Chapter 9 Section 4 I. Working in the United States

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D. The Haymarket Riot caused the popularity of the Knights of Labor to decline. A nationwide strike was called to show support of an eight-hour workday. A clash in Chicago left one striker dead. The next evening, a meeting at Haymarket Square was scheduled to protest the killing. Someone threw a bomb. In the end, seven police and four more workers were killed. Although no one ever knew who threw the bomb, one man arrested was a member of the Knights of Labor. This hurt the reputation of the organization, and people began dropping out.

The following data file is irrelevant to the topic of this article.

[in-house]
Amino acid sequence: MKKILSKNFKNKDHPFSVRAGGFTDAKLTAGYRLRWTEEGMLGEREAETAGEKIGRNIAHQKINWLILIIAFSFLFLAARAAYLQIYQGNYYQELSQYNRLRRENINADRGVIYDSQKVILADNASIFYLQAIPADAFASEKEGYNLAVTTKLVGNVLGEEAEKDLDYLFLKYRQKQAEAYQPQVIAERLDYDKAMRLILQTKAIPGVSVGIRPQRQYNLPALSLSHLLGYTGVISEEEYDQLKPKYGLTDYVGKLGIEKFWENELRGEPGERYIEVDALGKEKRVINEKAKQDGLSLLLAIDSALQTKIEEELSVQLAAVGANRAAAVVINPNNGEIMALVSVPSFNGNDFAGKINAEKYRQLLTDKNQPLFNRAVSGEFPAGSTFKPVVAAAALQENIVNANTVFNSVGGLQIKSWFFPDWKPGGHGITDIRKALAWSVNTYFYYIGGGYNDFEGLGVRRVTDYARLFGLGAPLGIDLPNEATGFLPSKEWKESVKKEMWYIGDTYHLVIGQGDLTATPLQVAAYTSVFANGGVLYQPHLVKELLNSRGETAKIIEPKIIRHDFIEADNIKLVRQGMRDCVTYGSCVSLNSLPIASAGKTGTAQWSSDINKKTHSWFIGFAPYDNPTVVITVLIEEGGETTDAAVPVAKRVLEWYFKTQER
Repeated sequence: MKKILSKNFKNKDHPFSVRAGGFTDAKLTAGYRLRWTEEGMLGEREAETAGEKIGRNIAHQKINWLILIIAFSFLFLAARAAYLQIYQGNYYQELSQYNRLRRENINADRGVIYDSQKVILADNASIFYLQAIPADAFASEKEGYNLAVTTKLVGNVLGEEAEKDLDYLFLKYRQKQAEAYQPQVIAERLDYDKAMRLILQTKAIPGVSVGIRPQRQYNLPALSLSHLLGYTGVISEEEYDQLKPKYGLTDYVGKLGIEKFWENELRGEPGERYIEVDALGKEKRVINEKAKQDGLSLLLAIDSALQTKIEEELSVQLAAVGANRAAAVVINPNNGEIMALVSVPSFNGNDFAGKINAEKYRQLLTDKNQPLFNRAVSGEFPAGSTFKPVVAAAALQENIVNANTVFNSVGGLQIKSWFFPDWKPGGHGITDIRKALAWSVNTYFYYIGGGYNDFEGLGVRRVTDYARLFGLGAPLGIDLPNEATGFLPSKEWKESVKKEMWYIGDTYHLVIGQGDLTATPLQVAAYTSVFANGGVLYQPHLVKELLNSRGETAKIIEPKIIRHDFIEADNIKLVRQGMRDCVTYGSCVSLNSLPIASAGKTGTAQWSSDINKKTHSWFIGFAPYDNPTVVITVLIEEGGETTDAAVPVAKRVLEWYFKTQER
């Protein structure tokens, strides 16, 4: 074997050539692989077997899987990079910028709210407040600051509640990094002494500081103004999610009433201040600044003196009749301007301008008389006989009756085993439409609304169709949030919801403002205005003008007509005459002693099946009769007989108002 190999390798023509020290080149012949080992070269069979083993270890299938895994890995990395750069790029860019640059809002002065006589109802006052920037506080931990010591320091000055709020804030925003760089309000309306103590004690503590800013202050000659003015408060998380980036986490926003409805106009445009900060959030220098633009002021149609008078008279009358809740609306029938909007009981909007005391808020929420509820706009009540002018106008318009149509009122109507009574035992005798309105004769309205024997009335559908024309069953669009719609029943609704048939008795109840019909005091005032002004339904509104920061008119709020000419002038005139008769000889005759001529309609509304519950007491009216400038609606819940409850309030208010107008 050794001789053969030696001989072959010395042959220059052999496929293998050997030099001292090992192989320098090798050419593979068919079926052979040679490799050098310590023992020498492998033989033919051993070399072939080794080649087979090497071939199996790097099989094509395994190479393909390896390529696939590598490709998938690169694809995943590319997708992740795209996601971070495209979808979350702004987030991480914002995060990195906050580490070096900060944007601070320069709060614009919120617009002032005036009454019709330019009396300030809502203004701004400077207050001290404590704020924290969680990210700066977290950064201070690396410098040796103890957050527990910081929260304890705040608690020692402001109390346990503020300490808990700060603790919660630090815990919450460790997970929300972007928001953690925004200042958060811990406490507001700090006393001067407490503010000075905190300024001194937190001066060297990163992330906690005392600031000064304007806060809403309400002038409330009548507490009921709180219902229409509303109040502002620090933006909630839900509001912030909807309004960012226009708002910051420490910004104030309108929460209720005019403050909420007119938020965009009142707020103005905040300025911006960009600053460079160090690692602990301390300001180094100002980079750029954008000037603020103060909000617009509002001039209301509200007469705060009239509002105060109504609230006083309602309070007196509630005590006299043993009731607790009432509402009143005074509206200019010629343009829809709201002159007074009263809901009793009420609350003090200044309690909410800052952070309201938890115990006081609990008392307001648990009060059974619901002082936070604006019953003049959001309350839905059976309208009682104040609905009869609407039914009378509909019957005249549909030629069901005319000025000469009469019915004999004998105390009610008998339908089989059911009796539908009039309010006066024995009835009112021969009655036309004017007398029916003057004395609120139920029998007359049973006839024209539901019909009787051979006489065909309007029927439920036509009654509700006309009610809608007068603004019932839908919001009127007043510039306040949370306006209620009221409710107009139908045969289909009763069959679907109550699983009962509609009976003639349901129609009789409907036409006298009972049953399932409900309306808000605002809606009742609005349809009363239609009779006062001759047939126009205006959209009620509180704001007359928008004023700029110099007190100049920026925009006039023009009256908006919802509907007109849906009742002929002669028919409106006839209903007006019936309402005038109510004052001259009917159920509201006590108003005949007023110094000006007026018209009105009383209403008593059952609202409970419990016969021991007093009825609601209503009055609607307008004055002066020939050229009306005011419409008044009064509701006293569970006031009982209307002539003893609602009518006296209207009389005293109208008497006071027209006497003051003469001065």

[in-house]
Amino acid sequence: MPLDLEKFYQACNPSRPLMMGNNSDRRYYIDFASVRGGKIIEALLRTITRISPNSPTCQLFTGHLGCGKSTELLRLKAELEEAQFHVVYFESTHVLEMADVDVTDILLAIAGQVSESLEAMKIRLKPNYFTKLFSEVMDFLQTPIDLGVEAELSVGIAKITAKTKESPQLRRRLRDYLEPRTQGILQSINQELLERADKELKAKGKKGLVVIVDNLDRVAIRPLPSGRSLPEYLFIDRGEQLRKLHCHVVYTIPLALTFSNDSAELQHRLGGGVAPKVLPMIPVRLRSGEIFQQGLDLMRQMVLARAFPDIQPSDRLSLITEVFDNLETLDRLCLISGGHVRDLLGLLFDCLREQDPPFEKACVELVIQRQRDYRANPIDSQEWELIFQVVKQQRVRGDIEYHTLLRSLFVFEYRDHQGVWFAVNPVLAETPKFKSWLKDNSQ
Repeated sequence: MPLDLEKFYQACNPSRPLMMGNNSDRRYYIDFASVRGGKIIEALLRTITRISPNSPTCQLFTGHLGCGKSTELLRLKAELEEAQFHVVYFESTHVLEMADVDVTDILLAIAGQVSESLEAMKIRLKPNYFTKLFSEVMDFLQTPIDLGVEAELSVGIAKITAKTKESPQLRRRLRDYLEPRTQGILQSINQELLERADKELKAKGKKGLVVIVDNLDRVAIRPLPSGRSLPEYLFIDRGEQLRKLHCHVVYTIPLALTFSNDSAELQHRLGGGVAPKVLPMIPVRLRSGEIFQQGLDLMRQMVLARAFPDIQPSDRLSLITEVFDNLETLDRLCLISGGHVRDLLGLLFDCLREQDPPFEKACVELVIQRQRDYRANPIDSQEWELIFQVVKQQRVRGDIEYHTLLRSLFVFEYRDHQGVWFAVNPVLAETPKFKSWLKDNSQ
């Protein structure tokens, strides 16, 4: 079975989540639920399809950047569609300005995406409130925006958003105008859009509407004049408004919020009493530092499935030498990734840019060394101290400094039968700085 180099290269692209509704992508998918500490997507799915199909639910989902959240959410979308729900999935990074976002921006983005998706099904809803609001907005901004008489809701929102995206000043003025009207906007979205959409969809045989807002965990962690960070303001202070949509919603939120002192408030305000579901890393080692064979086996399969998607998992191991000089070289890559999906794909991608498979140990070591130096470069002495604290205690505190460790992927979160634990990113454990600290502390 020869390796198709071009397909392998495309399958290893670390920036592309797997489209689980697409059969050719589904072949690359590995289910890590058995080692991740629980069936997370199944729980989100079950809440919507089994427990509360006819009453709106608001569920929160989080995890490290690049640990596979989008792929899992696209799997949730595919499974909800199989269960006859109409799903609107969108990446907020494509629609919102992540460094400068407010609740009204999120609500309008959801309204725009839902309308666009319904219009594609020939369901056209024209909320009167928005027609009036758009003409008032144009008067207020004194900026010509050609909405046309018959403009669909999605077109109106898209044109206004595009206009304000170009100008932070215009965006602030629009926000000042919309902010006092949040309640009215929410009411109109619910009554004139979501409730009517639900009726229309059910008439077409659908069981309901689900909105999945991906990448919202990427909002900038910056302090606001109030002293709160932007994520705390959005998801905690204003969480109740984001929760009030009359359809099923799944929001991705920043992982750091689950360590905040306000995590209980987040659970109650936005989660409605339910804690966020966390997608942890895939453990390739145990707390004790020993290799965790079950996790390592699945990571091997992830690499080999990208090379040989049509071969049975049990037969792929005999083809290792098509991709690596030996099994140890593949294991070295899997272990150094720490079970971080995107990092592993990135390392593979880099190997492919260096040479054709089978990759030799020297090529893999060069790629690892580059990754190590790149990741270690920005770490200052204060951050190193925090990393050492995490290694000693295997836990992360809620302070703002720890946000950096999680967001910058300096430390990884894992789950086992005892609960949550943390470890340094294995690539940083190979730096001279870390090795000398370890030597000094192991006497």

E. In 1893 railroad workers created the American Railway Union (ARU). They unionized the Pullman Palace Car Company in Illinois. After a recession caused the company to cut wages, a boycott of Pullman cars occurred across the United States. It tied up the railroads and threatened the economy. To end the boycott, U.S. mail cars were attached to Pullman cars. Refusing to handle a Pullman car would result in tampering with the mail, a violation of federal law. After a federal court ordered the boycott stopped, the strike and the ARU both ended.

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